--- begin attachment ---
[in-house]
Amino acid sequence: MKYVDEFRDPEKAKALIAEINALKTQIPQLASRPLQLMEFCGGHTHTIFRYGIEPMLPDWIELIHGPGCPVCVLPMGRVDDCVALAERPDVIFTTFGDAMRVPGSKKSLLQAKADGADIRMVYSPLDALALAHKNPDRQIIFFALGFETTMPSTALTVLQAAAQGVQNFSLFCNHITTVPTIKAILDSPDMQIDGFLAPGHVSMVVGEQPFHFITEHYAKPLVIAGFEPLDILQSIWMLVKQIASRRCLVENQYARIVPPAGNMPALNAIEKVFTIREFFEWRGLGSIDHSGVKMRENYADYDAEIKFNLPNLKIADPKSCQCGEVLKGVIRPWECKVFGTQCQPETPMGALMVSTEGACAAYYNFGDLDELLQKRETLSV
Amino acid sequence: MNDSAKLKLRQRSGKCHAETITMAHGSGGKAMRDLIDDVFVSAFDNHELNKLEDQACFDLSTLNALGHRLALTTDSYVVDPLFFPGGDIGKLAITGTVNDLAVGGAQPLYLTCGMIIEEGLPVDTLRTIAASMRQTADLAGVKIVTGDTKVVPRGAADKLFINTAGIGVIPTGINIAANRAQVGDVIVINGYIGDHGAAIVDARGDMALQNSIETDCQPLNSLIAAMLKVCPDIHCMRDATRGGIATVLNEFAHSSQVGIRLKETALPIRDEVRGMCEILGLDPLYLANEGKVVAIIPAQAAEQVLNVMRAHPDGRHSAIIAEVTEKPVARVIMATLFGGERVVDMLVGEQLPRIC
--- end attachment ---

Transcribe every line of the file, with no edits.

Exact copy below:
[in-house]
Amino acid sequence: MKYVDEFRDPEKAKALIAEINALKTQIPQLASRPLQLMEFCGGHTHTIFRYGIEPMLPDWIELIHGPGCPVCVLPMGRVDDCVALAERPDVIFTTFGDAMRVPGSKKSLLQAKADGADIRMVYSPLDALALAHKNPDRQIIFFALGFETTMPSTALTVLQAAAQGVQNFSLFCNHITTVPTIKAILDSPDMQIDGFLAPGHVSMVVGEQPFHFITEHYAKPLVIAGFEPLDILQSIWMLVKQIASRRCLVENQYARIVPPAGNMPALNAIEKVFTIREFFEWRGLGSIDHSGVKMRENYADYDAEIKFNLPNLKIADPKSCQCGEVLKGVIRPWECKVFGTQCQPETPMGALMVSTEGACAAYYNFGDLDELLQKRETLSV
Amino acid sequence: MNDSAKLKLRQRSGKCHAETITMAHGSGGKAMRDLIDDVFVSAFDNHELNKLEDQACFDLSTLNALGHRLALTTDSYVVDPLFFPGGDIGKLAITGTVNDLAVGGAQPLYLTCGMIIEEGLPVDTLRTIAASMRQTADLAGVKIVTGDTKVVPRGAADKLFINTAGIGVIPTGINIAANRAQVGDVIVINGYIGDHGAAIVDARGDMALQNSIETDCQPLNSLIAAMLKVCPDIHCMRDATRGGIATVLNEFAHSSQVGIRLKETALPIRDEVRGMCEILGLDPLYLANEGKVVAIIPAQAAEQVLNVMRAHPDGRHSAIIAEVTEKPVARVIMATLFGGERVVDMLVGEQLPRIC